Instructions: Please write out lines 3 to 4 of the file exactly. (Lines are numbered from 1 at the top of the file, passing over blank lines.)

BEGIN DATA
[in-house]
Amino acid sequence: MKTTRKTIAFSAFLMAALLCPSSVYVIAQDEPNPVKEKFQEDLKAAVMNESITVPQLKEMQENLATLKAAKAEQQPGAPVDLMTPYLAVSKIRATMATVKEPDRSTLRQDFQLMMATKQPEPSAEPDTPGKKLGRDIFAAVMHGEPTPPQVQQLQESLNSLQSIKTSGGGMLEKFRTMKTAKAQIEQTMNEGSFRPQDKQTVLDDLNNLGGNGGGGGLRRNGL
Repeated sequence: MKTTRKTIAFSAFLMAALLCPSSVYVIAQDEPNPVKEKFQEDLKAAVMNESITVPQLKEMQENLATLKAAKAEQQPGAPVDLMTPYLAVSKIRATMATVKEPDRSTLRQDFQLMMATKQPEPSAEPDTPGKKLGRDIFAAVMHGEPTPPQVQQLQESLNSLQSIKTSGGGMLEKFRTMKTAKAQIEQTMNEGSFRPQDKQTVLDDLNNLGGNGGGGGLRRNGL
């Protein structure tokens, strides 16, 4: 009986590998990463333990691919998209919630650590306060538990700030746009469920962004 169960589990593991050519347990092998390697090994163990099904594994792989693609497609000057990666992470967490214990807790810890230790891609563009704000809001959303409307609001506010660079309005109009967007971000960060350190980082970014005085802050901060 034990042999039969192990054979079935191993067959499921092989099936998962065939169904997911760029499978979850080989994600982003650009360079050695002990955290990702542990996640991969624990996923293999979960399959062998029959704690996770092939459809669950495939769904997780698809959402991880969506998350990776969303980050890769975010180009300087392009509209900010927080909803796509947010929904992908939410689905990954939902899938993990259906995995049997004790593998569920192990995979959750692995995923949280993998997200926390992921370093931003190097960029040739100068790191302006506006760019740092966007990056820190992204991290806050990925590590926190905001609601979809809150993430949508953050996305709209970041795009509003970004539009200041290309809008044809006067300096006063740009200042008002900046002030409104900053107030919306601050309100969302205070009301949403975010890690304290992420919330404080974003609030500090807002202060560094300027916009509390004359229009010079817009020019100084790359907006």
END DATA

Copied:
Repeated sequence: MKTTRKTIAFSAFLMAALLCPSSVYVIAQDEPNPVKEKFQEDLKAAVMNESITVPQLKEMQENLATLKAAKAEQQPGAPVDLMTPYLAVSKIRATMATVKEPDRSTLRQDFQLMMATKQPEPSAEPDTPGKKLGRDIFAAVMHGEPTPPQVQQLQESLNSLQSIKTSGGGMLEKFRTMKTAKAQIEQTMNEGSFRPQDKQTVLDDLNNLGGNGGGGGLRRNGL
């Protein structure tokens, strides 16, 4: 009986590998990463333990691919998209919630650590306060538990700030746009469920962004 169960589990593991050519347990092998390697090994163990099904594994792989693609497609000057990666992470967490214990807790810890230790891609563009704000809001959303409307609001506010660079309005109009967007971000960060350190980082970014005085802050901060 034990042999039969192990054979079935191993067959499921092989099936998962065939169904997911760029499978979850080989994600982003650009360079050695002990955290990702542990996640991969624990996923293999979960399959062998029959704690996770092939459809669950495939769904997780698809959402991880969506998350990776969303980050890769975010180009300087392009509209900010927080909803796509947010929904992908939410689905990954939902899938993990259906995995049997004790593998569920192990995979959750692995995923949280993998997200926390992921370093931003190097960029040739100068790191302006506006760019740092966007990056820190992204991290806050990925590590926190905001609601979809809150993430949508953050996305709209970041795009509003970004539009200041290309809008044809006067300096006063740009200042008002900046002030409104900053107030919306601050309100969302205070009301949403975010890690304290992420919330404080974003609030500090807002202060560094300027916009509390004359229009010079817009020019100084790359907006």